In their book, The Purpose Revolution, John Izzo and Jeff Vanderwielen argue that a new narrative is emerging and companies must move from a sole focus on profit to an integrative focus on profit and higher purpose. The essence of their argument is there are three sets of stakeholders and each is evolving.
Employees. This group has already crossed the tipping point: recruits demand organizations serve a higher purpose and many recruiters are struggling to hire.
Customers. The group is lingering near the tipping point. They want products at a fair price, but if all things are held equal, they will buy from a company that is pursuing a higher purpose.
Investors. The authors argue this group has not yet reached the tipping point. Yet, when they reach it, companies will be under intense pressure to change and advantages to changing will be less than they are now.
The argument about investors was made over a year ago. Since then, I have been paying close attention to statements in the investment community. Recently we read a Bloomberg story worthy of note by Annie Massa and Ross Larsen (January 17, 2019) about Larry Fink, the CEO of BlackRock Inc.
Blackrock is a management investment corporation that oversees six trillion dollars. In his annual letter, Fink told global CEOs they had to move their focus beyond profit. As governments fail, stakeholders are expecting private companies to step in and make a difference.
In the letter, Fink pointed out that millennials are growing in their influence and they expect companies to pursue a higher purpose. He challenged the classic statement of Milton Friedman that the sole focus of a company should be profit maximization. He took a more complex view, indicating that profits are not inconsistent with purpose. He stated, “Purpose is not the sole pursuit of profits but the animating force for achieving them.”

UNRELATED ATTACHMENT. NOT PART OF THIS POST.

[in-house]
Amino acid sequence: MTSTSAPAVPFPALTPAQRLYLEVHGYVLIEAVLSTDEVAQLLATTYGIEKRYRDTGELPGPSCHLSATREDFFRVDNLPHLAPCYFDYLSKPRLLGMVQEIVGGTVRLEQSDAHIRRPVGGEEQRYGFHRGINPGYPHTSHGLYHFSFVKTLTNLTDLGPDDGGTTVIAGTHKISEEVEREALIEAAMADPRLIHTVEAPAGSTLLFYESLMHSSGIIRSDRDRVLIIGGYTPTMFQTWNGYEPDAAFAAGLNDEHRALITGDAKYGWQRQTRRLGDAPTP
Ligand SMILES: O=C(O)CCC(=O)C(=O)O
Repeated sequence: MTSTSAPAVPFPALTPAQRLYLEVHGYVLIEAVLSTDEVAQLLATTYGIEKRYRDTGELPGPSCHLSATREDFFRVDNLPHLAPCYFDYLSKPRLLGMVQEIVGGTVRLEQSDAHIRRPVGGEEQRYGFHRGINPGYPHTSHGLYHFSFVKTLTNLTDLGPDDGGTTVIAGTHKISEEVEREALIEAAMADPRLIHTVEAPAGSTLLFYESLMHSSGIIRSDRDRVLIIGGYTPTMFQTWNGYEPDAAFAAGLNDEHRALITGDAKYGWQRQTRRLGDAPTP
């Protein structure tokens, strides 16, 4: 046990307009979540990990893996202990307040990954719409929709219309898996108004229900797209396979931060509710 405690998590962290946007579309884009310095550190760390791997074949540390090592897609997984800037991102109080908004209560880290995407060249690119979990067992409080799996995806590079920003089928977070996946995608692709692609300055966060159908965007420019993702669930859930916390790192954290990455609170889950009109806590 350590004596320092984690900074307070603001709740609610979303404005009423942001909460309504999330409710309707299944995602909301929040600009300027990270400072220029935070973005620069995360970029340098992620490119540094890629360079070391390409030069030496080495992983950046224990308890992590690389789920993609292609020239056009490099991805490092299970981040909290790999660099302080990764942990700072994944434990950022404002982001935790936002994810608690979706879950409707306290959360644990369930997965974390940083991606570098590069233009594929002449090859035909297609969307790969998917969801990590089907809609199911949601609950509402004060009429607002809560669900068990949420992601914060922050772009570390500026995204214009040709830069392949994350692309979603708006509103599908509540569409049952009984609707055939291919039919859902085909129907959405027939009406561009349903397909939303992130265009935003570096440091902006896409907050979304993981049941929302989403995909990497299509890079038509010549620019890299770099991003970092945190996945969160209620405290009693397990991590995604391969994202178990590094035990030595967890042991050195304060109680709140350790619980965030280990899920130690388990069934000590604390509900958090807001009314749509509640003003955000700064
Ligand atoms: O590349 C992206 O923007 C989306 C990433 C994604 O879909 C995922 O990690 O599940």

It is not only individual investors that are changing but even some economists and large institutional investors, ostensibly the most motivated by wealth maximization, are reflecting on this new narrative.
Professor Colin Mayer, a University of Oxford Finance Professor and leader of a project of the British Academy called “The Future of the Corporation,” argues an important part of every firm’s objective function should be higher purpose, not profits alone. He follows this shocking statement by claiming current laws about corporations and profit must change.
In essence he is telling us that human consciousness has evolved, the narrative has changed, and now the laws must change. When they do, leaders will have to do something they currently do not know how to do: imbue their organizations with higher purpose.
- Do the leaders of your organization believe higher purpose is the animating force for raising profits?
- Does your organization have a purpose higher than profit?
- Who in your organization successfully imbues people with a sense of higher purpose?
- How could we use this passage to create a more positive organization?